Note : If you like this post also read on Web Accessibility and SEO Tools
Web accessibility can be defined as:
an approach to web design that aims to ensure the widest access to the content and features of a website. The term is often used to refer to accessibility for people with disabilities, particularly blindness. (source)
However accessibility is also about making Web content more available to all users:
whatever user agent they are using (e.g., desktop browser, voice browser, mobile phone, automobile-based personal computer, etc.) or constraints they may be operating under (e.g., noisy surroundings, under- or over-illuminated rooms, in a hands-free environment, etc.).
While we (surprisingly) seldom see accessibility issues discussed in SEO community, search engine optimizers should definitely both explore and implement accessibility standards:
- By enhancing the site accessibility for (disabled) people, you are also making the page easier accessed be search crawlers;
- By implementing available tools to evaluate website accessibility, you will also find weak points of a site (from SEO perspective);
- By implementing accessibility standards, you put an end to questionable SEO issues.
Steps to enhance accessibility (source: W3 accessibility guidelines):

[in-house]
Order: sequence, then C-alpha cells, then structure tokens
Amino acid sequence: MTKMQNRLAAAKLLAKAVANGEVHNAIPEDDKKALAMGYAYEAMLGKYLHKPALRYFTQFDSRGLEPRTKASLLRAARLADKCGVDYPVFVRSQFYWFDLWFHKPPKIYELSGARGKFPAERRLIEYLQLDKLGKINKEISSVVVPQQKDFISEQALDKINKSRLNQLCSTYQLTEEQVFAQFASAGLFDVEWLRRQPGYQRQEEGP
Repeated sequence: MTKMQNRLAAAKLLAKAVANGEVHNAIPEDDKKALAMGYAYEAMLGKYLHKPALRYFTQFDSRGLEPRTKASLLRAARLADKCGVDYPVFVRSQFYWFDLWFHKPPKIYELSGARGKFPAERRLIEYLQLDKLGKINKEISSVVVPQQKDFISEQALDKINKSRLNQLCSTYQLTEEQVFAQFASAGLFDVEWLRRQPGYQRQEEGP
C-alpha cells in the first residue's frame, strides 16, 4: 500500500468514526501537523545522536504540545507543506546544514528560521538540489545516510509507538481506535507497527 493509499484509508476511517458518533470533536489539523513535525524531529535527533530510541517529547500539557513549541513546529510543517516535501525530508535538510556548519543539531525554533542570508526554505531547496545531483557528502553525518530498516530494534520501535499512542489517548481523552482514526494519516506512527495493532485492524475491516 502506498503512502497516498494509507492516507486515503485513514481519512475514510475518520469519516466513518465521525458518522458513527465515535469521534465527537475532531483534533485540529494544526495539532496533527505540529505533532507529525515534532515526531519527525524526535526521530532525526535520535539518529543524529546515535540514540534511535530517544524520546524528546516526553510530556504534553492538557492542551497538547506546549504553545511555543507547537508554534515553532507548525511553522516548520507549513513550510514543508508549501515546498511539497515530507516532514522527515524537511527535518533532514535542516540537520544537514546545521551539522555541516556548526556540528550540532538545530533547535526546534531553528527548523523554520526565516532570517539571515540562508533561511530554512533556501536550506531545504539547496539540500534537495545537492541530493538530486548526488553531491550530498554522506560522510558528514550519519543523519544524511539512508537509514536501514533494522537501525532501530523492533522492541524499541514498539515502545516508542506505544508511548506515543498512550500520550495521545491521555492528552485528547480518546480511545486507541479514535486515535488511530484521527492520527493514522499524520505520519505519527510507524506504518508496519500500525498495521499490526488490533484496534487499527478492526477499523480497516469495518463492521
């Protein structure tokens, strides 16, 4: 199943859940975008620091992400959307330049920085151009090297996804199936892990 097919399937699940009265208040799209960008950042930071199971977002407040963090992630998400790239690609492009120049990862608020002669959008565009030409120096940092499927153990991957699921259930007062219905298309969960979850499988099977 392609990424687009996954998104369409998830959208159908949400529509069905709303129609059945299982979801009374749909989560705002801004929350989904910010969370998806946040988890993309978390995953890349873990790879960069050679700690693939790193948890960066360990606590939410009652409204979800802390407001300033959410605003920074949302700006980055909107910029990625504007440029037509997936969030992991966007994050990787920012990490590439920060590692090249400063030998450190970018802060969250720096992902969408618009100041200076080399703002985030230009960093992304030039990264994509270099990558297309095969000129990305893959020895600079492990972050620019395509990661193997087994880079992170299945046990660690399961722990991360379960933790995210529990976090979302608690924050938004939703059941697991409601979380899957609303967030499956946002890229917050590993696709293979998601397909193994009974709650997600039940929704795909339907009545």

- Mind your images:
- Include descriptive alternative text and title for content-sensitive images (i.e. those that are integral part of the page content): alt text is what blind people will hear in place of the image. [SEO: alt text is viewed as part of search crawlable content].
- Don’t use alt text for decorative images (i.e. those that are meant to merely decorate the page). Assign an alt text to null value (alt="") so that the image could be completely ignored by screenreaders [SEO: if images are purely for decorative purposes, alt text should probably be skipped] .
- Make sure your website provides written transcripts for all audio and video content – so that deaf people could understand what it says [SEO: written text is the best way to get search crawlers understand webpage content].
- Mind your hyperlinks:
- Make sure link anchor text makes sense out of context: blind Internet users often browse web sites by tabbing from one link to the next; thus if your site is full of "click here" and "this site" links, they won’t understand anything [SEO: this should put an end to an ever-lasting discussion if keywords should be included in external link anchor text: just make link text descriptive and useful].
- Add "title=" attribute to links especially for non-descriptive anchor text [SEO: if you can't do without meaningless link text, link title tag is your best bet to explain both search engines and people what the linked page is about].
- Mark up documents with the proper structural elements :
- use markup rather than images to convey information [SEO: again, nothing is easier accessed by search robots than pure text];
- use heading elements to convey document structure [SEO: H1-H6 headings are used by search crawlers to understand page HTML semantic structure and its main topic].
- indicate language used either through mark-up (with the "lang" attribute in HTML and the "xml:lang" attribute in XML) or HTTP headers [SEO: this will also help you avoid any language related issues: see the discussion];
- provide explanations of abbreviations and acronyms [SEO: this will improve your chances to appear within define: search results and enrich your content].